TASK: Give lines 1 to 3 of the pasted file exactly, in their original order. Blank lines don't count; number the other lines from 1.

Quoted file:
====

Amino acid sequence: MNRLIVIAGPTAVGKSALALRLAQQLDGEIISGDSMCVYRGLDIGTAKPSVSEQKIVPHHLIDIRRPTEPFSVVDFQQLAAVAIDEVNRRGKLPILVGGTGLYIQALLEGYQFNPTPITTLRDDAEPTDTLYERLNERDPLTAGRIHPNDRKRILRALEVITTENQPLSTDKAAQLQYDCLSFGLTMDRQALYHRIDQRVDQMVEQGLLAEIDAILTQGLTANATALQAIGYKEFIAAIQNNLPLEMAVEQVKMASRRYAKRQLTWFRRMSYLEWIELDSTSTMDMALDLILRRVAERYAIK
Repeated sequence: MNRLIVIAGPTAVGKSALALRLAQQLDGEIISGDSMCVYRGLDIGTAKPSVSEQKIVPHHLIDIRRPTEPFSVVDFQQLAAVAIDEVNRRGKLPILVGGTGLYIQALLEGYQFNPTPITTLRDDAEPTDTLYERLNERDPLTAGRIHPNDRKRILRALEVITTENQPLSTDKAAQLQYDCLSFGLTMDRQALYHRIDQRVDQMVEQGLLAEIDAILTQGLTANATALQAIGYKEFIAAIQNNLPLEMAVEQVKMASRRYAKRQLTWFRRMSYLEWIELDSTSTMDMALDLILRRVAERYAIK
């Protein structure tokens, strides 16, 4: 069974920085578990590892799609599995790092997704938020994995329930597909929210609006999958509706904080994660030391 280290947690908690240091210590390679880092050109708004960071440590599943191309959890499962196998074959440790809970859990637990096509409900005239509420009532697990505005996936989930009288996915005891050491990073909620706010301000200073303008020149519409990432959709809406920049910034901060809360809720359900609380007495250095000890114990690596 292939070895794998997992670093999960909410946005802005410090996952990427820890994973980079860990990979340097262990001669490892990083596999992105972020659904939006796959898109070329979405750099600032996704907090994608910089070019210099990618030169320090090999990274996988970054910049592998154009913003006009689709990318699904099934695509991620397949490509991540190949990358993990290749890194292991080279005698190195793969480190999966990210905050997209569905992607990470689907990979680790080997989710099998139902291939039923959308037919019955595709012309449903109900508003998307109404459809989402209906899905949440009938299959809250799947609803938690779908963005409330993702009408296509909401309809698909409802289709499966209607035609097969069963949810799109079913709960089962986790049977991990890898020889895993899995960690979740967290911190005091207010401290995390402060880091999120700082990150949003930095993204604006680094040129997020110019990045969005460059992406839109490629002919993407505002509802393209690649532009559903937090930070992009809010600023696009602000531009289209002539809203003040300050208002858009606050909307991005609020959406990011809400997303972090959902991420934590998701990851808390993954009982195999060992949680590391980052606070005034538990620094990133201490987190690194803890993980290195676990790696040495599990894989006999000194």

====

Amino acid sequence: MNRLIVIAGPTAVGKSALALRLAQQLDGEIISGDSMCVYRGLDIGTAKPSVSEQKIVPHHLIDIRRPTEPFSVVDFQQLAAVAIDEVNRRGKLPILVGGTGLYIQALLEGYQFNPTPITTLRDDAEPTDTLYERLNERDPLTAGRIHPNDRKRILRALEVITTENQPLSTDKAAQLQYDCLSFGLTMDRQALYHRIDQRVDQMVEQGLLAEIDAILTQGLTANATALQAIGYKEFIAAIQNNLPLEMAVEQVKMASRRYAKRQLTWFRRMSYLEWIELDSTSTMDMALDLILRRVAERYAIK
Repeated sequence: MNRLIVIAGPTAVGKSALALRLAQQLDGEIISGDSMCVYRGLDIGTAKPSVSEQKIVPHHLIDIRRPTEPFSVVDFQQLAAVAIDEVNRRGKLPILVGGTGLYIQALLEGYQFNPTPITTLRDDAEPTDTLYERLNERDPLTAGRIHPNDRKRILRALEVITTENQPLSTDKAAQLQYDCLSFGLTMDRQALYHRIDQRVDQMVEQGLLAEIDAILTQGLTANATALQAIGYKEFIAAIQNNLPLEMAVEQVKMASRRYAKRQLTWFRRMSYLEWIELDSTSTMDMALDLILRRVAERYAIK
């Protein structure tokens, strides 16, 4: 069974920085578990590892799609599995790092997704938020994995329930597909929210609006999958509706904080994660030391 280290947690908690240091210590390679880092050109708004960071440590599943191309959890499962196998074959440790809970859990637990096509409900005239509420009532697990505005996936989930009288996915005891050491990073909620706010301000200073303008020149519409990432959709809406920049910034901060809360809720359900609380007495250095000890114990690596 292939070895794998997992670093999960909410946005802005410090996952990427820890994973980079860990990979340097262990001669490892990083596999992105972020659904939006796959898109070329979405750099600032996704907090994608910089070019210099990618030169320090090999990274996988970054910049592998154009913003006009689709990318699904099934695509991620397949490509991540190949990358993990290749890194292991080279005698190195793969480190999966990210905050997209569905992607990470689907990979680790080997989710099998139902291939039923959308037919019955595709012309449903109900508003998307109404459809989402209906899905949440009938299959809250799947609803938690779908963005409330993702009408296509909401309809698909409802289709499966209607035609097969069963949810799109079913709960089962986790049977991990890898020889895993899995960690979740967290911190005091207010401290995390402060880091999120700082990150949003930095993204604006680094040129997020110019990045969005460059992406839109490629002919993407505002509802393209690649532009559903937090930070992009809010600023696009602000531009289209002539809203003040300050208002858009606050909307991005609020959406990011809400997303972090959902991420934590998701990851808390993954009982195999060992949680590391980052606070005034538990620094990133201490987190690194803890993980290195676990790696040495599990894989006999000194």